Legal situation

11/12/2005
Submitted by Svyatoslav Sementsov

The Soviet and post-Soviet policies toward homosexuals in Belarus may be divided into five key periods:
1919-1933: decriminalization of homosexuality, relative tolerance, homosexuality officially labeled a disease.
1934-1986: homosexuality recriminalized and severely dealt with by prosecution, discrimination and silence.
1987-1990: beginning of open public discussions of the status of homosexuality from a scientific and humanitarian point of view by professionals and journalists.
1990 - February 1994: gay men and lesbians themselves take up the cause, putting human rights in the forefront, resulting exacerbation of conflict and sharp politicisation of the issue.
1 March 1994: decriminalisation of homosexuality; the homosexual underground begins to develop into a gay and lesbian subculture, with its own organizations, publications, and centres; continued social discrimination and defamation of same-sex love and relationships.
Currently acting criminal legislation

Homosexuality was decriminalized for the first time in 1994. The Criminal Code in force at the moment in Belarus was passed in 2000. The only homosexual acts that remain crimes are those that violate the consent of the sexual partner.

The crimes of homosexuality are covered in Chapter 20 (Section VII) of the Criminal Code, the chapter dedicated to “crimes against sexual inviolability or sexual freedom”. Article 167 covers "forced actions of a sexual character":

Muzhelozhstvo [man lying with man], lesbianism or other actions of a sexual character committed by use of force or threat thereof against the victim, or by exploiting the victim's vulnerability, are punished by deprivation of freedom from three to seven years.
The same actions, if they are committed several times or by a person previously convicted of rape, or by a group of persons, or wittingly against an underage person, are punished by deprivation of freedom from five to twelve years.
Actions which are foreseen by the first or second parts of the present Article if they are committed wittingly against a person under fourteen years old, or carelessly brought about the death of a victim, or carelessly inflicted heavy damage to his/her health, caused HIV infection or some other heavy consequences, are punished by deprivation of freedom from eight to fifteen years.
Article 168 provides that sexual intercourse, muzhelozhstvo, lesbianism, or other actions of a sexual character, wittingly committed by a person over 18 on a person under 16, except the crimes foreseen by the articles 166 and 167 of this Code, are punished by arrest up to six months or limitation of freedom up to three years or deprivation of freedom up to four years.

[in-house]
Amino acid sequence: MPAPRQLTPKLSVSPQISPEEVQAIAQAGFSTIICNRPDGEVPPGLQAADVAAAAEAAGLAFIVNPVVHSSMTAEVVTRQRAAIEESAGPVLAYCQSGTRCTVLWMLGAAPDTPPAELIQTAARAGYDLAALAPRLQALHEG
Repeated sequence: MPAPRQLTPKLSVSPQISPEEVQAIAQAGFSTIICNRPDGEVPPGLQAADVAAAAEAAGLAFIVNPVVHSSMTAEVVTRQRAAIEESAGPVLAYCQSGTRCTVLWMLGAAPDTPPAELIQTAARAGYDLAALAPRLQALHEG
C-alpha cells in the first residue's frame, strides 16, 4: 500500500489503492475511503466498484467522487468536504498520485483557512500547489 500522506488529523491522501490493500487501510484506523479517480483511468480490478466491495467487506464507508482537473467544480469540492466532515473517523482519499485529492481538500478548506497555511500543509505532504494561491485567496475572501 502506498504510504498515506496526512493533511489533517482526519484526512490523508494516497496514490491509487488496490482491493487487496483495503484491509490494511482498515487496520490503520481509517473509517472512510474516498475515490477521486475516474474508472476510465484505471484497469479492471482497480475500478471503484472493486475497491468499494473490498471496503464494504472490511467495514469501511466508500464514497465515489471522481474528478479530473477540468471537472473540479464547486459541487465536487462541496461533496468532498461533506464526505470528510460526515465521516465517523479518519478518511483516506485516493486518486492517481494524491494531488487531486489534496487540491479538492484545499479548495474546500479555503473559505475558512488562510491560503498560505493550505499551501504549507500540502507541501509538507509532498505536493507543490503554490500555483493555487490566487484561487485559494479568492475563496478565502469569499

Article 170 on "Coercive acts of a sexual character" states that:

Coercion of a person into sexual intercourse, muzhelozhstvo, lesbianism or other actions of a sexual character by use of blackmail, threat of destruction, damage or withdrawal of property, or by exploiting the victim's material or other dependency, is punished by limitation of freedom up to three years or deprivation of freedom on the same terms.

The same action, if it is committed wittingly against an underage person, is punished by limitation of freedom up to four years or deprivation of freedom up to five years.

No specific sexual acts, such as oral or anal penetration, are mentioned, and whether the behavior is homosexual or heterosexual makes no difference. The law makes an important symbolic tribute to the principle of gender equality in that, with the exception of rape, which requires a female victim, all other criminal sexual actions, such as violence, compulsion, or coercion, can be directed against persons of either gender, the victims in all cases being referred to in the law as she or he.

The age of legally relevant consent for participation in sexual acts is equal for homosexual and heterosexual acts: 16 years old.

The legislation contains no laws that refer specifically to perpetrators of crimes motivated by homophobia. In the Criminal Code, homosexuals are only singled out when they are the “subjects” of a crime (e.g., when they are the perpetrators), and not when they are “objects” (e.g., victims of a crime). Judicial and police organs do not express any eagerness to collect evidence about the homophobic motives of those who perpetrate crimes. Judges are not obliged to consider such motives as aggravating the circumstances of guilt, or to impose more severe punishments when homophobic motives are present.

DISCRIMINATORY POLICE PRACTICES

Discriminatory attitudes of police officers towards sexual minorities are no different from discrimination against any other minorities.

Until now, no information has been collected on cases of homosexual victims of police violence and arbitrariness. Individual cases provide evidence indicating the presence of the following discriminatory practices:

Police officers seek information of a personal nature about homosexual persons who are victims of violence. This information is of no relevance to the prosecution of the crimes against those victims.

Police officers refuse to register cases of brutality committed against representatives of sexual minorities and do not conduct investigations that would seek criminal responsibility from the perpetrators of crimes motivated by homophobic prejudice. The passive behavior of the police is an expression of the state’s desire to ignore and to not protect the violated rights of homosexuals.

Police have conducted unprovoked actions in bars frequented by homosexuals.

CRIMES MOTIVATED BY HOMOPHOBIA